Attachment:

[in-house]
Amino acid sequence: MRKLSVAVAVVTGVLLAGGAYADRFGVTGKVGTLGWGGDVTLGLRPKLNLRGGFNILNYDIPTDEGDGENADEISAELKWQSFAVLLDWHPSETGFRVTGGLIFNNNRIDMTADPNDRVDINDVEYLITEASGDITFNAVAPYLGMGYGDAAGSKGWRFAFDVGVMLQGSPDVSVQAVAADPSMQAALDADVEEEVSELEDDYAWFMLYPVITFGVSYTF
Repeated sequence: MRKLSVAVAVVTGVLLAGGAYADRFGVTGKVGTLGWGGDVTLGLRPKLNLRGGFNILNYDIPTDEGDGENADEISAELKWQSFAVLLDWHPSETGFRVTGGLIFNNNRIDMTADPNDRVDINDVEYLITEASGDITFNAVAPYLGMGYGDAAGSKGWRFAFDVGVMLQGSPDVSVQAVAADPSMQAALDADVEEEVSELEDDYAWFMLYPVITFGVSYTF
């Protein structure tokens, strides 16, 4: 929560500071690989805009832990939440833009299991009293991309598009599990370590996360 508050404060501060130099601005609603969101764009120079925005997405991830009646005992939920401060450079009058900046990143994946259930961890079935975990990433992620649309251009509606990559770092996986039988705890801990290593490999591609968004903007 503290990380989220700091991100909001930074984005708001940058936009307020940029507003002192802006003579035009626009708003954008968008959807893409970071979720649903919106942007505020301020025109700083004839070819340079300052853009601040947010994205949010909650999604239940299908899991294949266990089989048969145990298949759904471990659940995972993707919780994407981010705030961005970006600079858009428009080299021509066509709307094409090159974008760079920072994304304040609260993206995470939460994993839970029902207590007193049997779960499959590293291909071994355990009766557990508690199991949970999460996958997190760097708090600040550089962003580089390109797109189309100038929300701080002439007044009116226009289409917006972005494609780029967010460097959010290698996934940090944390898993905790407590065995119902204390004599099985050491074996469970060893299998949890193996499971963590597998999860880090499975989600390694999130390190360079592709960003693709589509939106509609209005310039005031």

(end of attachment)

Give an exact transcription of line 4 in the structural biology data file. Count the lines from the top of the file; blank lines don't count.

């Protein structure tokens, strides 16, 4: 929560500071690989805009832990939440833009299991009293991309598009599990370590996360 508050404060501060130099601005609603969101764009120079925005997405991830009646005992939920401060450079009058900046990143994946259930961890079935975990990433992620649309251009509606990559770092996986039988705890801990290593490999591609968004903007 503290990380989220700091991100909001930074984005708001940058936009307020940029507003002192802006003579035009626009708003954008968008959807893409970071979720649903919106942007505020301020025109700083004839070819340079300052853009601040947010994205949010909650999604239940299908899991294949266990089989048969145990298949759904471990659940995972993707919780994407981010705030961005970006600079858009428009080299021509066509709307094409090159974008760079920072994304304040609260993206995470939460994993839970029902207590007193049997779960499959590293291909071994355990009766557990508690199991949970999460996958997190760097708090600040550089962003580089390109797109189309100038929300701080002439007044009116226009289409917006972005494609780029967010460097959010290698996934940090944390898993905790407590065995119902204390004599099985050491074996469970060893299998949890193996499971963590597998999860880090499975989600390694999130390190360079592709960003693709589509939106509609209005310039005031």